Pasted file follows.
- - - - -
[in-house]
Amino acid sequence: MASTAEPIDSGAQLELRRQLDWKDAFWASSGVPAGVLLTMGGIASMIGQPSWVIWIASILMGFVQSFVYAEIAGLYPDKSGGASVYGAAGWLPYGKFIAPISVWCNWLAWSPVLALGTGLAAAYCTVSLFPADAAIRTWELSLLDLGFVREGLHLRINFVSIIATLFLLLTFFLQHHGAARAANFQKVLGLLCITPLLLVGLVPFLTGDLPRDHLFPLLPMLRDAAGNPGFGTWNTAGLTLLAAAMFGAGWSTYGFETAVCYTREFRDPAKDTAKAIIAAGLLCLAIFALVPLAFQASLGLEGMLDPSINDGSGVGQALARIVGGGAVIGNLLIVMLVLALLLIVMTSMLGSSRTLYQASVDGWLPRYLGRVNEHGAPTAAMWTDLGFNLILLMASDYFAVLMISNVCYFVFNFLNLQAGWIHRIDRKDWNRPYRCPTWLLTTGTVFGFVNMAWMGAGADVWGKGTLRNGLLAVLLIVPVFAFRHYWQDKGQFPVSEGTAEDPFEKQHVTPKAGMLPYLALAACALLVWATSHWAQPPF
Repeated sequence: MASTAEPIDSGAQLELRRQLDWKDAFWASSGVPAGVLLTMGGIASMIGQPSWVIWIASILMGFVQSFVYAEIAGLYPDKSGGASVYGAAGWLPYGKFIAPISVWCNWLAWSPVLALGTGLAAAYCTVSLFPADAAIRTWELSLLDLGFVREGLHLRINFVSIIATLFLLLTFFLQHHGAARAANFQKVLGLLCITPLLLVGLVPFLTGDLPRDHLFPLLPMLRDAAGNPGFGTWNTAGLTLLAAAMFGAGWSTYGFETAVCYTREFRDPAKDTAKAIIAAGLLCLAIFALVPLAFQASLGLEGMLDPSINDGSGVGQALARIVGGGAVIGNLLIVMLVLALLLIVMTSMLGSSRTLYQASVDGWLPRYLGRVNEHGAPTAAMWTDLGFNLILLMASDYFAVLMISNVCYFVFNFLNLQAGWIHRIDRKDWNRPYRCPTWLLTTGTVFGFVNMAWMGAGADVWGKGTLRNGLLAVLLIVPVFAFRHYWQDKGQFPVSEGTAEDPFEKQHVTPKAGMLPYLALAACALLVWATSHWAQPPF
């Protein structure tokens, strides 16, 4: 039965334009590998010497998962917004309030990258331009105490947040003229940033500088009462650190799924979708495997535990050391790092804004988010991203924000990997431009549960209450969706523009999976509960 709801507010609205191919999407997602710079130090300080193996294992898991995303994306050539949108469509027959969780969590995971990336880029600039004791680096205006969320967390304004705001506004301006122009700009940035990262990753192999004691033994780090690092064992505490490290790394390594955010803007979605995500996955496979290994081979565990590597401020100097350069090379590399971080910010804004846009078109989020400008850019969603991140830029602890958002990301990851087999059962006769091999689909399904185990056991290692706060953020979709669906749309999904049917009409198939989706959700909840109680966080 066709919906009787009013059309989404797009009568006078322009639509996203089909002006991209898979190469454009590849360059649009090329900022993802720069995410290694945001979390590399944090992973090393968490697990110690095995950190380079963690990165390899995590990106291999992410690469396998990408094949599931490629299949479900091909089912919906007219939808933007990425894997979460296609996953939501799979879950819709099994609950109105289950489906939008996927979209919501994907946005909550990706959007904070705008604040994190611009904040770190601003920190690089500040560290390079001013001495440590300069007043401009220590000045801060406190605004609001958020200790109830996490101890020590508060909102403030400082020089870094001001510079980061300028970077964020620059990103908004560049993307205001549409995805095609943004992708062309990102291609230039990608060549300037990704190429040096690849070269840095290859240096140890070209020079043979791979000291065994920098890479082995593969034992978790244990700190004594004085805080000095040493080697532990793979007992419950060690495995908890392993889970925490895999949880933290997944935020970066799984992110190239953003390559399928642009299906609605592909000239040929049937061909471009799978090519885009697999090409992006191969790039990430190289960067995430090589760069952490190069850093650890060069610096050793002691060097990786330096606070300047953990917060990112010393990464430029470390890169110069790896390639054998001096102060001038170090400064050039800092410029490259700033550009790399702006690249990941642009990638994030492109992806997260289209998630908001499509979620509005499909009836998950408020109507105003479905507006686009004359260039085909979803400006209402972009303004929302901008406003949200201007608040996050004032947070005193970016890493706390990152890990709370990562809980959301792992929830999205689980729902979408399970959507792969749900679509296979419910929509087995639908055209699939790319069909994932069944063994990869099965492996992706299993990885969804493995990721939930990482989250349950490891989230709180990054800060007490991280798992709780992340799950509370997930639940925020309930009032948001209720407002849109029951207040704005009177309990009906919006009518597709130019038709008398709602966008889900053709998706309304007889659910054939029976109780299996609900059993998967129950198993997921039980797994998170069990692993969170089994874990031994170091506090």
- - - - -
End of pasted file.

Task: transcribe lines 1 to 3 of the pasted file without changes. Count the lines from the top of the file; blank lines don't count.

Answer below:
[in-house]
Amino acid sequence: MASTAEPIDSGAQLELRRQLDWKDAFWASSGVPAGVLLTMGGIASMIGQPSWVIWIASILMGFVQSFVYAEIAGLYPDKSGGASVYGAAGWLPYGKFIAPISVWCNWLAWSPVLALGTGLAAAYCTVSLFPADAAIRTWELSLLDLGFVREGLHLRINFVSIIATLFLLLTFFLQHHGAARAANFQKVLGLLCITPLLLVGLVPFLTGDLPRDHLFPLLPMLRDAAGNPGFGTWNTAGLTLLAAAMFGAGWSTYGFETAVCYTREFRDPAKDTAKAIIAAGLLCLAIFALVPLAFQASLGLEGMLDPSINDGSGVGQALARIVGGGAVIGNLLIVMLVLALLLIVMTSMLGSSRTLYQASVDGWLPRYLGRVNEHGAPTAAMWTDLGFNLILLMASDYFAVLMISNVCYFVFNFLNLQAGWIHRIDRKDWNRPYRCPTWLLTTGTVFGFVNMAWMGAGADVWGKGTLRNGLLAVLLIVPVFAFRHYWQDKGQFPVSEGTAEDPFEKQHVTPKAGMLPYLALAACALLVWATSHWAQPPF
Repeated sequence: MASTAEPIDSGAQLELRRQLDWKDAFWASSGVPAGVLLTMGGIASMIGQPSWVIWIASILMGFVQSFVYAEIAGLYPDKSGGASVYGAAGWLPYGKFIAPISVWCNWLAWSPVLALGTGLAAAYCTVSLFPADAAIRTWELSLLDLGFVREGLHLRINFVSIIATLFLLLTFFLQHHGAARAANFQKVLGLLCITPLLLVGLVPFLTGDLPRDHLFPLLPMLRDAAGNPGFGTWNTAGLTLLAAAMFGAGWSTYGFETAVCYTREFRDPAKDTAKAIIAAGLLCLAIFALVPLAFQASLGLEGMLDPSINDGSGVGQALARIVGGGAVIGNLLIVMLVLALLLIVMTSMLGSSRTLYQASVDGWLPRYLGRVNEHGAPTAAMWTDLGFNLILLMASDYFAVLMISNVCYFVFNFLNLQAGWIHRIDRKDWNRPYRCPTWLLTTGTVFGFVNMAWMGAGADVWGKGTLRNGLLAVLLIVPVFAFRHYWQDKGQFPVSEGTAEDPFEKQHVTPKAGMLPYLALAACALLVWATSHWAQPPF